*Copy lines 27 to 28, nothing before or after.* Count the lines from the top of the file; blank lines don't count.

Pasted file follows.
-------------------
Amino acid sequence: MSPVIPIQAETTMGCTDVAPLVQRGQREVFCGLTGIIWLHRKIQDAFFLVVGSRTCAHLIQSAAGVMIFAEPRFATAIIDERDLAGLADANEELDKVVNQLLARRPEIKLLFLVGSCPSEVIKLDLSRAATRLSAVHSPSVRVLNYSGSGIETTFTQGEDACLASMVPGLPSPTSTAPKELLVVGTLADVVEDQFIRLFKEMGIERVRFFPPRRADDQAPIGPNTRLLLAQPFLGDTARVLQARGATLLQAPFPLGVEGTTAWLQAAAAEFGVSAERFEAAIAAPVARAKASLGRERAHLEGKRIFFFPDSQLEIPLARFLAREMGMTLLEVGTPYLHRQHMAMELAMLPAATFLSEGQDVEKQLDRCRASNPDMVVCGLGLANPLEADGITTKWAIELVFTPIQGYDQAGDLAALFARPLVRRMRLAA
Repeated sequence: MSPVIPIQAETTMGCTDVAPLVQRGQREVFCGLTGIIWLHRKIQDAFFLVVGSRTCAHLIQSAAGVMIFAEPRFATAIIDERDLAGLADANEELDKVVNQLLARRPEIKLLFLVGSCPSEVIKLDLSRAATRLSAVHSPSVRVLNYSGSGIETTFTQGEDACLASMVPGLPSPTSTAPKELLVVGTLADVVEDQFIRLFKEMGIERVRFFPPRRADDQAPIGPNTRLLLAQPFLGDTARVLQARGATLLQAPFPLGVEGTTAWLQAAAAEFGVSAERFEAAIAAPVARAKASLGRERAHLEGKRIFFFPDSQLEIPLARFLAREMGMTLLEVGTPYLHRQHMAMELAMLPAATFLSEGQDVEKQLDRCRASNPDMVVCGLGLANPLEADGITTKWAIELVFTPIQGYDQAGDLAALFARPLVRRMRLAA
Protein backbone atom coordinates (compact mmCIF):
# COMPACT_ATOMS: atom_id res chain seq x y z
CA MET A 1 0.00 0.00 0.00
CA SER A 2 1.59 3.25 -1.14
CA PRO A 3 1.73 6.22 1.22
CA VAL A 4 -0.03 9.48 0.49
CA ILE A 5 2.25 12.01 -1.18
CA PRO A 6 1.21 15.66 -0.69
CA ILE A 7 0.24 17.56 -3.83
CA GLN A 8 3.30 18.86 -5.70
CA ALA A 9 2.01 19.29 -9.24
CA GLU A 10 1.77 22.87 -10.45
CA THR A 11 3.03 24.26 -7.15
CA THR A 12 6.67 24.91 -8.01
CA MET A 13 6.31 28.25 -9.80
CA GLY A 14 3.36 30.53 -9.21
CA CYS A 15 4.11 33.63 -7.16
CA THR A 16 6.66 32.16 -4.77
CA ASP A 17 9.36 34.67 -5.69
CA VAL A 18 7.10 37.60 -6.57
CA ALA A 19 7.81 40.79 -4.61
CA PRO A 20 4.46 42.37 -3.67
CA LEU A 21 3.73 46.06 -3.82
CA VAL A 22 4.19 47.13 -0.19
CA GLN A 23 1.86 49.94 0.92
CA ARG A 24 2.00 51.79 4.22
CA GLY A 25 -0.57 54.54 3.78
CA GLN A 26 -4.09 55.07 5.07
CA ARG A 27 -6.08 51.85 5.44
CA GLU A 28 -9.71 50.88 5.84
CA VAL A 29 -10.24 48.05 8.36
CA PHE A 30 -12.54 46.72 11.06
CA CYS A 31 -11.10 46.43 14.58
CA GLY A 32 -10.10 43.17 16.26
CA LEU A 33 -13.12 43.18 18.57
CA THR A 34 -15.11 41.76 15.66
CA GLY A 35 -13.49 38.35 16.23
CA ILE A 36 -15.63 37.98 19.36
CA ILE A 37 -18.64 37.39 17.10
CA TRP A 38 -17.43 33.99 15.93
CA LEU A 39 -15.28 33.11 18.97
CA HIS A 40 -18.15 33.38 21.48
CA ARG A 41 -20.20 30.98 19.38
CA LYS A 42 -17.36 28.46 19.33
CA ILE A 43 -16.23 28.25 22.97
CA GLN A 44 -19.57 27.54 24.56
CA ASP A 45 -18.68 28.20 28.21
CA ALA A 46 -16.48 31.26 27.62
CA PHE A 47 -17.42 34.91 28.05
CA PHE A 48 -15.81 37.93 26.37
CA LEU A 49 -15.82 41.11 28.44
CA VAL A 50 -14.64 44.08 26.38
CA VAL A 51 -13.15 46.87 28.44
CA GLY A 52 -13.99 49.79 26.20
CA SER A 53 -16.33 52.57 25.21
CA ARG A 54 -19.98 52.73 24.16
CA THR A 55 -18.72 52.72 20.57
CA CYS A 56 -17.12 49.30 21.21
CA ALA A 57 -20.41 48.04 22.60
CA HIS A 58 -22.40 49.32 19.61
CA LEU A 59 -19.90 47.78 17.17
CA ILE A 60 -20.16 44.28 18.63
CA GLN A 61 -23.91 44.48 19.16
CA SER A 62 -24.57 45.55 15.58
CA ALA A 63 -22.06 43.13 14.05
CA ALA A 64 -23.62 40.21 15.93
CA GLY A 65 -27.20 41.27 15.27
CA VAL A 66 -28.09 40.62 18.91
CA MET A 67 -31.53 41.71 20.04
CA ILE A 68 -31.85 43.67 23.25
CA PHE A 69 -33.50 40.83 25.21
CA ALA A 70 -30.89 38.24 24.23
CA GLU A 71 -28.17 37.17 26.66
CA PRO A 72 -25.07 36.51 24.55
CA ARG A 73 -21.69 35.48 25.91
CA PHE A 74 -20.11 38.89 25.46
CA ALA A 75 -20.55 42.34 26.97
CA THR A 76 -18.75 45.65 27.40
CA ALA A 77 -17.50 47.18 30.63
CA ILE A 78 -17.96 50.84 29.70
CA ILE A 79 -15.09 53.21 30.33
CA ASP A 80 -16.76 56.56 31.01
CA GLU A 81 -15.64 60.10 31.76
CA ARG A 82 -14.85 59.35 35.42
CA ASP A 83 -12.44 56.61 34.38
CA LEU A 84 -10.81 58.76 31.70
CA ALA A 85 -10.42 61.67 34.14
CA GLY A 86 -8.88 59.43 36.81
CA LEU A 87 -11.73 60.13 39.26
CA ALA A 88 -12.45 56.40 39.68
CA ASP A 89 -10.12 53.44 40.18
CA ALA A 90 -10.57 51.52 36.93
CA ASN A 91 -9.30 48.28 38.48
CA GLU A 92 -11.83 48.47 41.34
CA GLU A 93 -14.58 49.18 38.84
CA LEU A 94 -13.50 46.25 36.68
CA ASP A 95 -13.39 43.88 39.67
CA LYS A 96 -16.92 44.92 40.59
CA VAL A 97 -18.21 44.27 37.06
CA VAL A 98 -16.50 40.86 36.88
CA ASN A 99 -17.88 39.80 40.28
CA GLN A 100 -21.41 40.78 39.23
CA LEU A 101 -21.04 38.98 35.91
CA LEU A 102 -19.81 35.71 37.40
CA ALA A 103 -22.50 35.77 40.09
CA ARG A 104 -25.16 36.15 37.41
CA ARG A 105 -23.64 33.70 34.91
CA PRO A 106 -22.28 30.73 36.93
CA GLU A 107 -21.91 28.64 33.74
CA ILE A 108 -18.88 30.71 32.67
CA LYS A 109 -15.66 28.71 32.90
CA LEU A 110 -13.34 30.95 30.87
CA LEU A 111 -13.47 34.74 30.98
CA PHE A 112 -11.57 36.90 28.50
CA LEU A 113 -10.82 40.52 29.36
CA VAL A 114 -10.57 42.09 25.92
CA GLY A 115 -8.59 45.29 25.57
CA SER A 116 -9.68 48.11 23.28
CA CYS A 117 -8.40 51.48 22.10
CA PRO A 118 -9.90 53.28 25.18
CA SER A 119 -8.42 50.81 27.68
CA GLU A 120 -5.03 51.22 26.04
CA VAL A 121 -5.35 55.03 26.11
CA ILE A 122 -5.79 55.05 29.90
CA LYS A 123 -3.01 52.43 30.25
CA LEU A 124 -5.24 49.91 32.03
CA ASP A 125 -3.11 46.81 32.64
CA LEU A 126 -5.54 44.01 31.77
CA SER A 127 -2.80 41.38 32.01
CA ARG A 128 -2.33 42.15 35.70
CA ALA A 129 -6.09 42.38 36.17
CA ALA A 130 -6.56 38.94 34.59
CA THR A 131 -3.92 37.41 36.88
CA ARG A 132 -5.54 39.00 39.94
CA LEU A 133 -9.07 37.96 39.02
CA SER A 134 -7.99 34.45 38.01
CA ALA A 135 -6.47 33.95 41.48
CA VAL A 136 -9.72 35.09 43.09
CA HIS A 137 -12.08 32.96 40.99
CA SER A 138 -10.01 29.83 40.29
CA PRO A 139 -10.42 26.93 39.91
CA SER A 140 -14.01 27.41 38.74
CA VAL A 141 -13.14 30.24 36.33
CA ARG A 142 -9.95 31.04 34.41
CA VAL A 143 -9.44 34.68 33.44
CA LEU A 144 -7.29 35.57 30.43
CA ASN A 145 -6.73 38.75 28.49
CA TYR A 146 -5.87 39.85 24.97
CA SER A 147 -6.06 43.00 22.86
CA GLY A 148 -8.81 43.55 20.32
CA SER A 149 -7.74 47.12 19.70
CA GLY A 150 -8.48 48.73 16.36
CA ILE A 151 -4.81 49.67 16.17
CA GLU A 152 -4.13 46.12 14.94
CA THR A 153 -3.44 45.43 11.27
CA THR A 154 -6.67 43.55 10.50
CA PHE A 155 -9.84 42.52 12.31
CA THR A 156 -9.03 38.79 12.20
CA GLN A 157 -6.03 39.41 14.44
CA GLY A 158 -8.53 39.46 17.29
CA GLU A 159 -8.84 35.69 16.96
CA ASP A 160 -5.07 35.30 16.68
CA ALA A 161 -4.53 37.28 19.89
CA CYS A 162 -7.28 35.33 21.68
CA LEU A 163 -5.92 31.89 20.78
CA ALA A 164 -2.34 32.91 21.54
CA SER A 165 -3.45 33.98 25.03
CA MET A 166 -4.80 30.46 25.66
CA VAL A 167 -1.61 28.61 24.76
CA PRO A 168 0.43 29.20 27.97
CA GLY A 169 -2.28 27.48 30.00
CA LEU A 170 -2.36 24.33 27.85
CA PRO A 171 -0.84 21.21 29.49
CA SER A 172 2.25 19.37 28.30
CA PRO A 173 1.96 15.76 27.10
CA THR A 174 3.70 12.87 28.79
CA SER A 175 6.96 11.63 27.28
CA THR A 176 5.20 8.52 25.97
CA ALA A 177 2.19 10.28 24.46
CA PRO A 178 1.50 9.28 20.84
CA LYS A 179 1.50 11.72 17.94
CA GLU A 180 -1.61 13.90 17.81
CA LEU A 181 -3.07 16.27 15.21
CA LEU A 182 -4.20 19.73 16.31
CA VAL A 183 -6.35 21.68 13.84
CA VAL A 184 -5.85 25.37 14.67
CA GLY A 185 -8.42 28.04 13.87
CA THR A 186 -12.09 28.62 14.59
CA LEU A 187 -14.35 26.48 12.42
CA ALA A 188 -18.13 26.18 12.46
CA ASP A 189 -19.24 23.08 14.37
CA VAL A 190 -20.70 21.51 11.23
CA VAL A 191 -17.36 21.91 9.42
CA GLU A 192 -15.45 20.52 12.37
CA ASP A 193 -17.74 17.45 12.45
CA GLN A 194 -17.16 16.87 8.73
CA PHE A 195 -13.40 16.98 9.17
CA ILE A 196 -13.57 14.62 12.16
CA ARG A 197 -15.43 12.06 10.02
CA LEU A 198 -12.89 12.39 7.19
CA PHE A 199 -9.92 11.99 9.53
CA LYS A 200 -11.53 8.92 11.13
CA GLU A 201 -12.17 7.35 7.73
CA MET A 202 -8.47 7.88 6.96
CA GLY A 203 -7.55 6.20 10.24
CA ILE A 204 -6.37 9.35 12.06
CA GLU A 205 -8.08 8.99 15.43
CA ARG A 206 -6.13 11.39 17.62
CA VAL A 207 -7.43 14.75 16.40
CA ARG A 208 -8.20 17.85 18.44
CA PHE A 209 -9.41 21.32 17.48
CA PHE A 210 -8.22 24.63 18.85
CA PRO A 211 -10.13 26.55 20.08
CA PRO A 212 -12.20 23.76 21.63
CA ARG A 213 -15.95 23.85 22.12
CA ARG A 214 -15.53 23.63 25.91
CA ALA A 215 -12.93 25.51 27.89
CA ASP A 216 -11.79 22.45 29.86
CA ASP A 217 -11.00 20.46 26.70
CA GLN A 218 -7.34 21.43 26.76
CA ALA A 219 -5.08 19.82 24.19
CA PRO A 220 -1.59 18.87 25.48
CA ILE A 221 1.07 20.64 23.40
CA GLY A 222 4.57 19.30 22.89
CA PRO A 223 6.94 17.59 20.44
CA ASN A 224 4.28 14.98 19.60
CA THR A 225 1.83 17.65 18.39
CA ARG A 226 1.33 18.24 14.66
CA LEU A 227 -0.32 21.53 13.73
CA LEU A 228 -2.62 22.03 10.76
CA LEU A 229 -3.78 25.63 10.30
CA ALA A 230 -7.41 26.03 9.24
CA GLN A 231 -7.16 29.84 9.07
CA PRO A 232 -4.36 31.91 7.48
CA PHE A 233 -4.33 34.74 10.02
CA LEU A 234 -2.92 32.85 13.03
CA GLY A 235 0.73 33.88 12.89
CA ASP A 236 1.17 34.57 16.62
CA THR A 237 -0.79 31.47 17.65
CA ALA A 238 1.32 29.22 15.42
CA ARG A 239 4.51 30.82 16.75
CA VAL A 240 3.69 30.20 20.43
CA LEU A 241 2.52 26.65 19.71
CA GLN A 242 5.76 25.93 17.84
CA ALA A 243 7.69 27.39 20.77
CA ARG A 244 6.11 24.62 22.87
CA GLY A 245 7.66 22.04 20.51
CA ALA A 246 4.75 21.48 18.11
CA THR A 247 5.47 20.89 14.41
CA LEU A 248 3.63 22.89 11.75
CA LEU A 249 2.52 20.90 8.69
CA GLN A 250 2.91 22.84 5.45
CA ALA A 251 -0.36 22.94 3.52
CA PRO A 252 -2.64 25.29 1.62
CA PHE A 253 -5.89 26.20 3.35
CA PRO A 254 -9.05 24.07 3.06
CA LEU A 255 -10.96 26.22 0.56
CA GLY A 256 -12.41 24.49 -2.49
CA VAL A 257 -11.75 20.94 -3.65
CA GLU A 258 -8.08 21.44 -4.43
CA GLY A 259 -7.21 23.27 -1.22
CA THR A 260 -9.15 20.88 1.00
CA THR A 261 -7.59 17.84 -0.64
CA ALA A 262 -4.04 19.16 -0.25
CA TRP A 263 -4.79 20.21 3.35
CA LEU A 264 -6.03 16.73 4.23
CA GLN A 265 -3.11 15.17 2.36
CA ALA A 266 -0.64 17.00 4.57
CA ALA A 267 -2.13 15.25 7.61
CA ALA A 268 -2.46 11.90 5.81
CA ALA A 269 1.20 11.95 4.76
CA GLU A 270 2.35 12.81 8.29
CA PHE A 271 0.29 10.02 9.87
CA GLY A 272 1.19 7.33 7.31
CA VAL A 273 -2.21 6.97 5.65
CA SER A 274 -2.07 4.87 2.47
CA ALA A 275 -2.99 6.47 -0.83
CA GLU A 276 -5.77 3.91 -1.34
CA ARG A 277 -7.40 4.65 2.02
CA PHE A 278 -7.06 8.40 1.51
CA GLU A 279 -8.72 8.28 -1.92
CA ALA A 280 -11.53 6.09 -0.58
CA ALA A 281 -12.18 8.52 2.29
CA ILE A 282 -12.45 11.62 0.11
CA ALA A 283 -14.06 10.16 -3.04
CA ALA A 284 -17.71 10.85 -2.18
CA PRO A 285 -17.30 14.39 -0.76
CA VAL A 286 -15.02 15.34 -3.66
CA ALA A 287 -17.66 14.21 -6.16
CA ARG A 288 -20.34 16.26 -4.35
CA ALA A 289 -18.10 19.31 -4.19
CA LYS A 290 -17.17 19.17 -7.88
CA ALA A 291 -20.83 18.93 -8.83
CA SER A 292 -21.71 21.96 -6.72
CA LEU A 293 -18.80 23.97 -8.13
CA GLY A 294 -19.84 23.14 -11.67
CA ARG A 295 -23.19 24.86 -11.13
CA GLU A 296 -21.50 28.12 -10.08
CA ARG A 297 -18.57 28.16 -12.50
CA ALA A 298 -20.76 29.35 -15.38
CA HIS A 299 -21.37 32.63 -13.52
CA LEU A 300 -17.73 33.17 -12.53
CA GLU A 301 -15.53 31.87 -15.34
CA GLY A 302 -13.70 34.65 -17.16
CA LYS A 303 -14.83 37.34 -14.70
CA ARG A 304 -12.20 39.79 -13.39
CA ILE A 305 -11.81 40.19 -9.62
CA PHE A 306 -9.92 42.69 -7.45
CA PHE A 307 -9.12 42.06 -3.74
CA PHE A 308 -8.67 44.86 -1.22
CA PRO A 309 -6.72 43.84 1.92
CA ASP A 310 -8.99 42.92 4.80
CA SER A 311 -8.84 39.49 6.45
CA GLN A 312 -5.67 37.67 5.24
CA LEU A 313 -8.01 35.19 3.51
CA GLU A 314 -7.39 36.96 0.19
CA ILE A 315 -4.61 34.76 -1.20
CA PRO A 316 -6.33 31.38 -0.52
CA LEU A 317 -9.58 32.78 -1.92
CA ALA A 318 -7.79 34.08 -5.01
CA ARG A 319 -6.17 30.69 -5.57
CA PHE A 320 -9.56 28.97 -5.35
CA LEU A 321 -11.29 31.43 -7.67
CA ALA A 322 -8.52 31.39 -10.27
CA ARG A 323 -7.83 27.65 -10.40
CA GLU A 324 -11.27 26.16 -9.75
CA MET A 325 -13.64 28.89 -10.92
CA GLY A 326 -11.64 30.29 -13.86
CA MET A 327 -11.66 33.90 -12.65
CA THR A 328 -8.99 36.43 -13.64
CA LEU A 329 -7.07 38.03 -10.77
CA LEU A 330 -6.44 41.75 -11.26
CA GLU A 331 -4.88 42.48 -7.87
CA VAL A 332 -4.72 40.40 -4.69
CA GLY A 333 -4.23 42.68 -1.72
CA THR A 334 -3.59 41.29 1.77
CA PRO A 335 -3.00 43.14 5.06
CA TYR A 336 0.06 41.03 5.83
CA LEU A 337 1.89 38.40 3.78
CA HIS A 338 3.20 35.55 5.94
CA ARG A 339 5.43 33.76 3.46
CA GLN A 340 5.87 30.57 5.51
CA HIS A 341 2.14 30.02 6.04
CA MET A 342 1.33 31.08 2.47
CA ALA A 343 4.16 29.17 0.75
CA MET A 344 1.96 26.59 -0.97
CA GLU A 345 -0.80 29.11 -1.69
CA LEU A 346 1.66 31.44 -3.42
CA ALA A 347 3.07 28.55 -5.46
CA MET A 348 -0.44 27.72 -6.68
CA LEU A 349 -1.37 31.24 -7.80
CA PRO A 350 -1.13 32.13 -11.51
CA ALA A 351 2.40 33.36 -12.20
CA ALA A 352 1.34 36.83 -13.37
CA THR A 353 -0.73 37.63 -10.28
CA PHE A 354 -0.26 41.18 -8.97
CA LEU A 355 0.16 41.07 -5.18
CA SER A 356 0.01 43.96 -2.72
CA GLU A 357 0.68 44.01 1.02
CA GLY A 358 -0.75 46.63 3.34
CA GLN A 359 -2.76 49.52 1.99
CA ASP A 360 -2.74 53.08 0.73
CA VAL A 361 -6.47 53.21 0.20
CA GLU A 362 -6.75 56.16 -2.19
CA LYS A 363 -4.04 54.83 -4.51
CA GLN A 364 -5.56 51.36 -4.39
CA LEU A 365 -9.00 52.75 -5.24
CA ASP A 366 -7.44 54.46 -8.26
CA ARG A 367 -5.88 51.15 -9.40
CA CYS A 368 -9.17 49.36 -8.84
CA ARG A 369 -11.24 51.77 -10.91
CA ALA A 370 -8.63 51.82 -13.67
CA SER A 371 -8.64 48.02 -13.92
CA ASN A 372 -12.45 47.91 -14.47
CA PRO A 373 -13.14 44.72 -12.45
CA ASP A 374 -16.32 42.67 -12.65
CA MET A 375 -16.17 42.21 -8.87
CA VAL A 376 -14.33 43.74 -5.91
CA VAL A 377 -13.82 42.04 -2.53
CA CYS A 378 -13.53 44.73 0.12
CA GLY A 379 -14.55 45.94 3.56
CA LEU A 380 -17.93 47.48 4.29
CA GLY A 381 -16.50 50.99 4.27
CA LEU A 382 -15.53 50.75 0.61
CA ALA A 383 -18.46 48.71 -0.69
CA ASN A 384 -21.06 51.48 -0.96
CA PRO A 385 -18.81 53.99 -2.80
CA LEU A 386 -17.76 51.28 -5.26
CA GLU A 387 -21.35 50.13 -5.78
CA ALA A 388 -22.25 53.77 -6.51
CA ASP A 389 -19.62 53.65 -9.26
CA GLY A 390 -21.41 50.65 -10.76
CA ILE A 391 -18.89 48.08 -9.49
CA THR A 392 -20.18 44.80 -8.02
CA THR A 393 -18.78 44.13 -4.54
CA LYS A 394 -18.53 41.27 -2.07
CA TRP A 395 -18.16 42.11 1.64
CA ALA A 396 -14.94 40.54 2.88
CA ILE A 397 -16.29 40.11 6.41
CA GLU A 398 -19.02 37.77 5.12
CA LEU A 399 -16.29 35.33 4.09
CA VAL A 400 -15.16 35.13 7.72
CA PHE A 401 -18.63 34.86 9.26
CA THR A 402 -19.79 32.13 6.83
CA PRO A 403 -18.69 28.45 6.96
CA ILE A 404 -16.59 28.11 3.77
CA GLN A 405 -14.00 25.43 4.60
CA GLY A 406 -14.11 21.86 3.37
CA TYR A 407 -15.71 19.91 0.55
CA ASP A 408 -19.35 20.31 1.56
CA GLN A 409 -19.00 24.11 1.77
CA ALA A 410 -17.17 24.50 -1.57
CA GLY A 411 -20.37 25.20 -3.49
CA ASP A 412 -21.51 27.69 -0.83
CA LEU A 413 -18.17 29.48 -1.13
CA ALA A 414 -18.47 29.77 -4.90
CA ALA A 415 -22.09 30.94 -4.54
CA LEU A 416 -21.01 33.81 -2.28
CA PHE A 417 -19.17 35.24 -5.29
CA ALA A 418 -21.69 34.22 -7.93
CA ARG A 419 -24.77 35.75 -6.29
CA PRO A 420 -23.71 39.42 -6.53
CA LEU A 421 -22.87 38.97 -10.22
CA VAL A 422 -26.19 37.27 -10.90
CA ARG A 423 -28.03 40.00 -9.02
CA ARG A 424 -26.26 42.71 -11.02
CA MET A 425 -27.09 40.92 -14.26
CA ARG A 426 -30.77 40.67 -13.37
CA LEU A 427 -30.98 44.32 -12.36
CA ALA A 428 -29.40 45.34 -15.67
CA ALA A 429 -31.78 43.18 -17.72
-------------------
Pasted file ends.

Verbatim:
CA GLN A 23 1.86 49.94 0.92
CA ARG A 24 2.00 51.79 4.22